This course will provide you with a scientific introduction to the identification of higher plants, use and construction of keys, preparation of voucher specimens, plus surveying and recording.

After the basics of botanical identification have been learnt and common species identified, there are still large groups of plants that are tricky or difficult to identify. Many of these either belong to large groups of similar-looking species (e.g. Rosa, Salix), have complex taxonomy that requires expertise to unravel (e.g. Sorbus) or have small or complicated structures that require more specialist knowledge to ascertain (e.g. Cyperaceae, Juncaceae, Poaceae, Equisetum). You will learn which groups contain Apomitic and Apogomous species, and how this complicates field and laboratory identification.

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Key skills to be developed include identification of a range of families and groups typically including sedges, grasses, pteridophytes (ferns and their allies), umbellifers, yellow composites and crucifers. Groups will be covered in sessions introducing main characteristics and how to interpret them using keys – the groups that you will focus on depend on the season to an extent. You will also explore construction of dichotomous and other types of key, recording critical taxa, surveying and recording of difficult plants, and an example of how to cover a very challenging group such as whitebeams. The preparation of plant specimens on herbarium paper to produce archive-quality voucher specimens will also be covered!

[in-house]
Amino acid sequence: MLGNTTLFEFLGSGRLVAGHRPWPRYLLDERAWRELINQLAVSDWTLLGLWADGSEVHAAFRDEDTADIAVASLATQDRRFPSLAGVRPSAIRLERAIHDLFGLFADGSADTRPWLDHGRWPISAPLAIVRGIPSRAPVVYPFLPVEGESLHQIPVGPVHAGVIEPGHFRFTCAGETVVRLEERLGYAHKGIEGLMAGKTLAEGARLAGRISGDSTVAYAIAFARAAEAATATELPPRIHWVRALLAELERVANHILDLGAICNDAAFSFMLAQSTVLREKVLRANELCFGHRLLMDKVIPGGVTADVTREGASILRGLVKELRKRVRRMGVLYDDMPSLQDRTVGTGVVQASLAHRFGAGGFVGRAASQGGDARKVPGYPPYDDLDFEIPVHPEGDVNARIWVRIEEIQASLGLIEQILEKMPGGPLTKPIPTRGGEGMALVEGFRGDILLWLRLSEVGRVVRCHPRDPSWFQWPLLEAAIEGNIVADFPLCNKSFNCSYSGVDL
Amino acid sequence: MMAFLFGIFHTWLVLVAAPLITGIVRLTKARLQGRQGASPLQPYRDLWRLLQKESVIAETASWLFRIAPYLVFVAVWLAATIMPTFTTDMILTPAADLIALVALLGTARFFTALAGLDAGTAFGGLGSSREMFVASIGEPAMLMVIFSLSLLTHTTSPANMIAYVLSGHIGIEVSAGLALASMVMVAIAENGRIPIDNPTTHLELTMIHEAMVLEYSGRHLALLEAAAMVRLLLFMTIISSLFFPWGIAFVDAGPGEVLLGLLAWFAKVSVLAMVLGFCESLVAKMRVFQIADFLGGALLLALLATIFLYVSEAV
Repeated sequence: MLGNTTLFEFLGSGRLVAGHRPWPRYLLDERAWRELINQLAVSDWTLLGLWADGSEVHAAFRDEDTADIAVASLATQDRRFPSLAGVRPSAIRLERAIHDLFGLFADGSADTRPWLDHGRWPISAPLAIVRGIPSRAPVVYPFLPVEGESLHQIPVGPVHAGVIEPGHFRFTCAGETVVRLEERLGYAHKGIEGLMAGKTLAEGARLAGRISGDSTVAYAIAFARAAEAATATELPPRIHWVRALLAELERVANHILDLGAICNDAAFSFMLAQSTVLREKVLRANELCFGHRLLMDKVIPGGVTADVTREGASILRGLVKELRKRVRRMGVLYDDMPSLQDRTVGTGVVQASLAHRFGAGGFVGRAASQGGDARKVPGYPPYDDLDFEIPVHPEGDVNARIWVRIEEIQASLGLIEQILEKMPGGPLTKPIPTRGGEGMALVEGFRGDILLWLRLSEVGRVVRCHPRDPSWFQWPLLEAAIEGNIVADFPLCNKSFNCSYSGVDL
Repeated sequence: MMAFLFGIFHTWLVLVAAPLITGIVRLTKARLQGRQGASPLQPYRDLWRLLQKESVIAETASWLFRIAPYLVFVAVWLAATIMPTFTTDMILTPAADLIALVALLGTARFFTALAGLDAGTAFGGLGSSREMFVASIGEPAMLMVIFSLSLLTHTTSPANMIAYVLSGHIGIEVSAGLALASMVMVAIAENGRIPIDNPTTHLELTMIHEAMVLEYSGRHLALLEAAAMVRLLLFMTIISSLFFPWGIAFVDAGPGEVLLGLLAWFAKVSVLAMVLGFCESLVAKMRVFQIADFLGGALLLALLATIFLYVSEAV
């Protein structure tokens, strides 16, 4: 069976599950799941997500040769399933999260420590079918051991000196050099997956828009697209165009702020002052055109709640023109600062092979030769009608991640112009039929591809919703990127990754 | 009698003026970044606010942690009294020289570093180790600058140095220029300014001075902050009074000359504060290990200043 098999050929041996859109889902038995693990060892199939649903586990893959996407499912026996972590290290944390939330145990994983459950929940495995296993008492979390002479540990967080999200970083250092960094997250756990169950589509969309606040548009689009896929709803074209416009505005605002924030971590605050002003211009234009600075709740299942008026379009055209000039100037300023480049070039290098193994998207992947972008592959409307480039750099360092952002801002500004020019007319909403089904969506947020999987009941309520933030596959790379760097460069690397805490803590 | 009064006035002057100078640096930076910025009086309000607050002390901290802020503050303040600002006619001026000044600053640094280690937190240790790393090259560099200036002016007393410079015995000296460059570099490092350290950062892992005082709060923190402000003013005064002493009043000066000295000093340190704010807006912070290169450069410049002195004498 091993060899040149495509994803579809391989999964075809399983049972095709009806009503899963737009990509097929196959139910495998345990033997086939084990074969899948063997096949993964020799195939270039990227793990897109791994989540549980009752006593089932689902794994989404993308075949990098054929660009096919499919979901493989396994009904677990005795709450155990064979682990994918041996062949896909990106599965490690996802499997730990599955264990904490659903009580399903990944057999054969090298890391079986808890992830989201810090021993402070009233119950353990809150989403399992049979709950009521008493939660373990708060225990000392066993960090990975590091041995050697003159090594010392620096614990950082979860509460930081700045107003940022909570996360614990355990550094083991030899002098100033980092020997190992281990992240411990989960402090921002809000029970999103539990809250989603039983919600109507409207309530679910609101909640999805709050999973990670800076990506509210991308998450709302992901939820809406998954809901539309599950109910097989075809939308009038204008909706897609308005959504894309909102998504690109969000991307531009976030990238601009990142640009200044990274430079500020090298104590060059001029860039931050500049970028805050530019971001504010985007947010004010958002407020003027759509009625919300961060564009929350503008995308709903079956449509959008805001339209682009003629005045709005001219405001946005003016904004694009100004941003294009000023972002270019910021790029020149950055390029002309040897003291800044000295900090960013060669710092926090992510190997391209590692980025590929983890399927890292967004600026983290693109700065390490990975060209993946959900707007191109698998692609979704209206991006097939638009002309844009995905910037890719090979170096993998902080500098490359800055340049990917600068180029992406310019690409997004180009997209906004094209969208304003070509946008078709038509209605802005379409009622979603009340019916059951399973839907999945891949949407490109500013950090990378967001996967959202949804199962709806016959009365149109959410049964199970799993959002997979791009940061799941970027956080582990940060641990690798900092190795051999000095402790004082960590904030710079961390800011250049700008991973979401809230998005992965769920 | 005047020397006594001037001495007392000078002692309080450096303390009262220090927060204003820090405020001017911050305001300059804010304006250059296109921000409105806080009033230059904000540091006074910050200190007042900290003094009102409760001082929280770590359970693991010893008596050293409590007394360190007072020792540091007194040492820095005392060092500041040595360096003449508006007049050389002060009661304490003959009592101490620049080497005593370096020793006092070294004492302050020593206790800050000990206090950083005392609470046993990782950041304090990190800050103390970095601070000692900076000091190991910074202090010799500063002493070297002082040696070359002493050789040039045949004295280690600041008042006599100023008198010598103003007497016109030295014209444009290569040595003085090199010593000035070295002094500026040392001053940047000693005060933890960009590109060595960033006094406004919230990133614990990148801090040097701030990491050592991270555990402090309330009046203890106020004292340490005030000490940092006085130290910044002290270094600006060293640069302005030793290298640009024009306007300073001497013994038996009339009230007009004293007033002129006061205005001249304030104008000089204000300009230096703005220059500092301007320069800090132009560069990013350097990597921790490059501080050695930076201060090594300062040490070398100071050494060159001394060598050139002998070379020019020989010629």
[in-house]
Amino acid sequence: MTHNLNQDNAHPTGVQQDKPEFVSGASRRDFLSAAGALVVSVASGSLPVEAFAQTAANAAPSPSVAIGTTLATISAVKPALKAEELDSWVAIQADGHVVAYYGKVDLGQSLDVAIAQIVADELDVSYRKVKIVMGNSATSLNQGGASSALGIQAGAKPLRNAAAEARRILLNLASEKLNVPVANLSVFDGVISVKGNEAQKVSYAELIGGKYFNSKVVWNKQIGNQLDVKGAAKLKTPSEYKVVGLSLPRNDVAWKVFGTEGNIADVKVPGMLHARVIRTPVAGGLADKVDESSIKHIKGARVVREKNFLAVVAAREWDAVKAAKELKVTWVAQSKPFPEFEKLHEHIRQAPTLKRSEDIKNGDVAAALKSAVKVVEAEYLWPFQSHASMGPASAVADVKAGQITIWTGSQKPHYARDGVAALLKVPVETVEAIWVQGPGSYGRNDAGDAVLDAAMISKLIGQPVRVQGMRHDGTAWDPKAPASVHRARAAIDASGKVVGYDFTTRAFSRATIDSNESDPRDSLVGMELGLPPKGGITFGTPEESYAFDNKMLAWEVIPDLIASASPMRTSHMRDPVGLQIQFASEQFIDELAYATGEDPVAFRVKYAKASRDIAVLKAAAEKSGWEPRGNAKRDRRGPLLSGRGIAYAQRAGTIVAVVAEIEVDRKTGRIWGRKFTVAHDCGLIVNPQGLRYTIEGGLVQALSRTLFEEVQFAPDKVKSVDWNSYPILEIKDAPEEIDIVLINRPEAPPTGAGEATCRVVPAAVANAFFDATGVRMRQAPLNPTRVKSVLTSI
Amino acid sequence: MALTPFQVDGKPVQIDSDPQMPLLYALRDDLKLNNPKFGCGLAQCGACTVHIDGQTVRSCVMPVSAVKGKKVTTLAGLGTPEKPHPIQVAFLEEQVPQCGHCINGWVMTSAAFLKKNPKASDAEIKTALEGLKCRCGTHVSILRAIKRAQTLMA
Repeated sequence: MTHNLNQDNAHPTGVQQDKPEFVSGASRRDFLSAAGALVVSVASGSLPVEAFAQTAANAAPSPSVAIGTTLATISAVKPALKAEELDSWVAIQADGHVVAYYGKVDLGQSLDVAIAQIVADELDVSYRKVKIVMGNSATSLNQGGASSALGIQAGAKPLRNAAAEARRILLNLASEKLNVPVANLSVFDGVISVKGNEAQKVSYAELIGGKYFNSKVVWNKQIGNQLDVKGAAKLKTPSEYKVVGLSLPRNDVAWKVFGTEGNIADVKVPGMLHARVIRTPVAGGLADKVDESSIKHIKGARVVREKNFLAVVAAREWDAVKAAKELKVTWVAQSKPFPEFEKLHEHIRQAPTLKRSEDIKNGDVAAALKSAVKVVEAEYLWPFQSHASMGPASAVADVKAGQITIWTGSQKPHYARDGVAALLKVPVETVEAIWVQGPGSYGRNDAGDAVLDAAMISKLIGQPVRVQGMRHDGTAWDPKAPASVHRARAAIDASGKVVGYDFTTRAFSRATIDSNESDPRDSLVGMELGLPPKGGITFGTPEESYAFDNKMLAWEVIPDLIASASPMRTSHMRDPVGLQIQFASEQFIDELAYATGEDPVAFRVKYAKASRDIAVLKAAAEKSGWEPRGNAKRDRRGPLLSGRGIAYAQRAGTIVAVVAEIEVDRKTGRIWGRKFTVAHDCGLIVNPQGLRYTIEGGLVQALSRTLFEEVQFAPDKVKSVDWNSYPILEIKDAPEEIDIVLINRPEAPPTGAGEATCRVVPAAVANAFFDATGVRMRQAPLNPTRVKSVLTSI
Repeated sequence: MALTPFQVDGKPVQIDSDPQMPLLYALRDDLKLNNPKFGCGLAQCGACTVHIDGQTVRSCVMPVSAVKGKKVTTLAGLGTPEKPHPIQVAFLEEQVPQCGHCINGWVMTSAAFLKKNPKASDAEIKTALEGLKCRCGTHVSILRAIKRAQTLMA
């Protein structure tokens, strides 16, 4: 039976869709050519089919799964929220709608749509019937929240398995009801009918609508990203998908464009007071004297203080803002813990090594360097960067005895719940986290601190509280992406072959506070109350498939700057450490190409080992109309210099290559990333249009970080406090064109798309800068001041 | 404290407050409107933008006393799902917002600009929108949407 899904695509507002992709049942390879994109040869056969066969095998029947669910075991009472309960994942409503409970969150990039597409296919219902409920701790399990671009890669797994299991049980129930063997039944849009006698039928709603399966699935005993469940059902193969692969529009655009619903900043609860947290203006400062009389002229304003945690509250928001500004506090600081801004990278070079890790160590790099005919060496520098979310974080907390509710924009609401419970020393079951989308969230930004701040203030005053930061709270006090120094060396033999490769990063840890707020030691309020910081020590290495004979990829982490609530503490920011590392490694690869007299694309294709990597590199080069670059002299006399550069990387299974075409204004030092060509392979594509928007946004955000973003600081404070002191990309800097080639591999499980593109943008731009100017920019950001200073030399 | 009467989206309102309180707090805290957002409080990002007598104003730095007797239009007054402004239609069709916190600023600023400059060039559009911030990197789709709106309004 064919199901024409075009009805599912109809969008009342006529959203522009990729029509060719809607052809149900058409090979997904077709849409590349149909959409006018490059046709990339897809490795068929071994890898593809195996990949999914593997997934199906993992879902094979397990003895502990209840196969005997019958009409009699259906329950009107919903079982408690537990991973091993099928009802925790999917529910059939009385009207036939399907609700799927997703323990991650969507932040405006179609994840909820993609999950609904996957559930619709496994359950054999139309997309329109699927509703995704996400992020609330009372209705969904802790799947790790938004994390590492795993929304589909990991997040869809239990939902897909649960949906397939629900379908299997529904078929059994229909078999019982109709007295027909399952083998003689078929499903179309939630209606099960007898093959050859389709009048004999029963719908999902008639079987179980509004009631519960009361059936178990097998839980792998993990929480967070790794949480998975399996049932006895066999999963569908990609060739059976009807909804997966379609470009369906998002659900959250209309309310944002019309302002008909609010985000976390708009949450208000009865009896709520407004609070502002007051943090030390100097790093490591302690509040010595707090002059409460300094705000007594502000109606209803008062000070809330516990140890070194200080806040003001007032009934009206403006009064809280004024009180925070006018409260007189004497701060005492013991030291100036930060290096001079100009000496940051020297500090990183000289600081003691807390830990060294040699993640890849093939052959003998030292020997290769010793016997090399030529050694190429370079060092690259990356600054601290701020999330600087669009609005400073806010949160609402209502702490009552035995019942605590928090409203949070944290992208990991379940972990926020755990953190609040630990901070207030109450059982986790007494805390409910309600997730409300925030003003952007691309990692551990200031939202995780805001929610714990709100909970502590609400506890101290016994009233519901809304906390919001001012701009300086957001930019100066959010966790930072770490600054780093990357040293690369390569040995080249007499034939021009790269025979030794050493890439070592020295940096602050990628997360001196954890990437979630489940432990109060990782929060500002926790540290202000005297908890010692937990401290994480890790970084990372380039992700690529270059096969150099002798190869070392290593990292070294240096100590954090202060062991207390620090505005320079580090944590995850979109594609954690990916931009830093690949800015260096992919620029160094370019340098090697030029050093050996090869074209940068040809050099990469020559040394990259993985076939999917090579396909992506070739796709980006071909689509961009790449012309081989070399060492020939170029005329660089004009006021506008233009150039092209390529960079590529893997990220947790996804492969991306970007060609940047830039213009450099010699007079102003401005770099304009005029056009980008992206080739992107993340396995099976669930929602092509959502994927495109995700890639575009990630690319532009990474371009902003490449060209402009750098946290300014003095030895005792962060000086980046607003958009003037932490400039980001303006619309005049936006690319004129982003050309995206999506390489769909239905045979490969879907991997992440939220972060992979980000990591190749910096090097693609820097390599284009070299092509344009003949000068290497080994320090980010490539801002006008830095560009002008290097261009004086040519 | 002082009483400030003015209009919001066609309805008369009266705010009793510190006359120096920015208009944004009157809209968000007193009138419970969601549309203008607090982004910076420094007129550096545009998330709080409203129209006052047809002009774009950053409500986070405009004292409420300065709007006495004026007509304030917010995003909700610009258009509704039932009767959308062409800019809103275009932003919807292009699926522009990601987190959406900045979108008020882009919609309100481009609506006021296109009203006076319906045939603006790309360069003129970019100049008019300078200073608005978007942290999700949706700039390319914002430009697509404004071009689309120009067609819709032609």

Your course will take place at the Preston Montford Centre which is nestled in the heart of Shropshire and surrounded by a diverse natural environment to immerse yourself in. You will embark on a field visit to a local site, where you will observe different habitats, practice using species keys and looking at family characteristics.

What will be covered during this course?

  • The course will be delivered through a combination of seminars, laboratory identification sessions and practical fieldwork.
  • Identifying a range of higher plant groups in the field and in the lab.
  • Systematic approaches to identification using dichotomous keys.
  • The problems of critical taxa such as Hieracium, Euphrasia, Taraxacum, Rubus, Rosa, and Dryopteris affinis agg. How to record and deal with these groups individually and also as part of recording schemes.
  • Techniques for collecting voucher specimens for validation. Problems with bulky species such as Rosa and Rubus.
  • Collecting and preserving vouchers of aquatic specimens. The importance of collecting vouchers for identification. Use of collector and determiners.
  • The use of referees and the validating system for difficult higher plant groups. The Botanical Society of Britain and Ireland and The British Pteridological Society and their system of vice-county recorders and referees who can give a determination for species.
  • Awareness of published resources for identification; i.e. handbooks, cribs, general guides, and online.

By the end of the course, you will be able to:

  • Identify and justify the identification of a range of difficult higher plants to species level using appropriate core texts and field guides.
  • Critically analyse and assess the procedures for identifying selected higher plant groups to species level, with reference to validation and referees.